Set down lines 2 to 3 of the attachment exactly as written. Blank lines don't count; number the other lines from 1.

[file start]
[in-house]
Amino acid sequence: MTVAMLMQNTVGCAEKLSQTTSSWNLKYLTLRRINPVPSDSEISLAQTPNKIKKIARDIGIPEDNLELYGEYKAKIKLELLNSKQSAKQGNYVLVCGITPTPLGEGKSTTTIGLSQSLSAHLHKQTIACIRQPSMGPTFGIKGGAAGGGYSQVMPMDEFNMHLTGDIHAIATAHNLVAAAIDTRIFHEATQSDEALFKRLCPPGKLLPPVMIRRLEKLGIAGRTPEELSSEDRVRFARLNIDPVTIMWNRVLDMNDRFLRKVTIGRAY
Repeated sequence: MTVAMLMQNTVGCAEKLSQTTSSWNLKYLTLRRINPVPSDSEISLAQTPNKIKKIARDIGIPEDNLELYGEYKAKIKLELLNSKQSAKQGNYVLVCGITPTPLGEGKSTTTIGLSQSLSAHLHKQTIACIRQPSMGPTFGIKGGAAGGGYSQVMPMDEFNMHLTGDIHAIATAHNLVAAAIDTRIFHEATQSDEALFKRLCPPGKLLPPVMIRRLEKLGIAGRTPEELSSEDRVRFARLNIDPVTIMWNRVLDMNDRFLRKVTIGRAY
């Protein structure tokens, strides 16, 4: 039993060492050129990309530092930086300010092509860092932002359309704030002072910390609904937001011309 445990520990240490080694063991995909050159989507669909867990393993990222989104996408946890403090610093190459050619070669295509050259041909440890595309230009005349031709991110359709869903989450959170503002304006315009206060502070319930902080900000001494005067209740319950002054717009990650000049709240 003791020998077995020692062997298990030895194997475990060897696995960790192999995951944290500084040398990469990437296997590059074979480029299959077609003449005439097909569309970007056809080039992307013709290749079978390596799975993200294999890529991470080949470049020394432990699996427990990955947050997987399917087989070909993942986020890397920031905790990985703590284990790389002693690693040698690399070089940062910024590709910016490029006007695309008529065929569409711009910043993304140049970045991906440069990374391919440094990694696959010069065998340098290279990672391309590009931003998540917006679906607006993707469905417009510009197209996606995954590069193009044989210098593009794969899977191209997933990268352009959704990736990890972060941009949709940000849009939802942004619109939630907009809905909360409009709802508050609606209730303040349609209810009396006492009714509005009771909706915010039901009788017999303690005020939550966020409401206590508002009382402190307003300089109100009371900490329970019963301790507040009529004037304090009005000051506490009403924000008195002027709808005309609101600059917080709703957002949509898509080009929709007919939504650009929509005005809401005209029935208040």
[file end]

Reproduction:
Amino acid sequence: MTVAMLMQNTVGCAEKLSQTTSSWNLKYLTLRRINPVPSDSEISLAQTPNKIKKIARDIGIPEDNLELYGEYKAKIKLELLNSKQSAKQGNYVLVCGITPTPLGEGKSTTTIGLSQSLSAHLHKQTIACIRQPSMGPTFGIKGGAAGGGYSQVMPMDEFNMHLTGDIHAIATAHNLVAAAIDTRIFHEATQSDEALFKRLCPPGKLLPPVMIRRLEKLGIAGRTPEELSSEDRVRFARLNIDPVTIMWNRVLDMNDRFLRKVTIGRAY
Repeated sequence: MTVAMLMQNTVGCAEKLSQTTSSWNLKYLTLRRINPVPSDSEISLAQTPNKIKKIARDIGIPEDNLELYGEYKAKIKLELLNSKQSAKQGNYVLVCGITPTPLGEGKSTTTIGLSQSLSAHLHKQTIACIRQPSMGPTFGIKGGAAGGGYSQVMPMDEFNMHLTGDIHAIATAHNLVAAAIDTRIFHEATQSDEALFKRLCPPGKLLPPVMIRRLEKLGIAGRTPEELSSEDRVRFARLNIDPVTIMWNRVLDMNDRFLRKVTIGRAY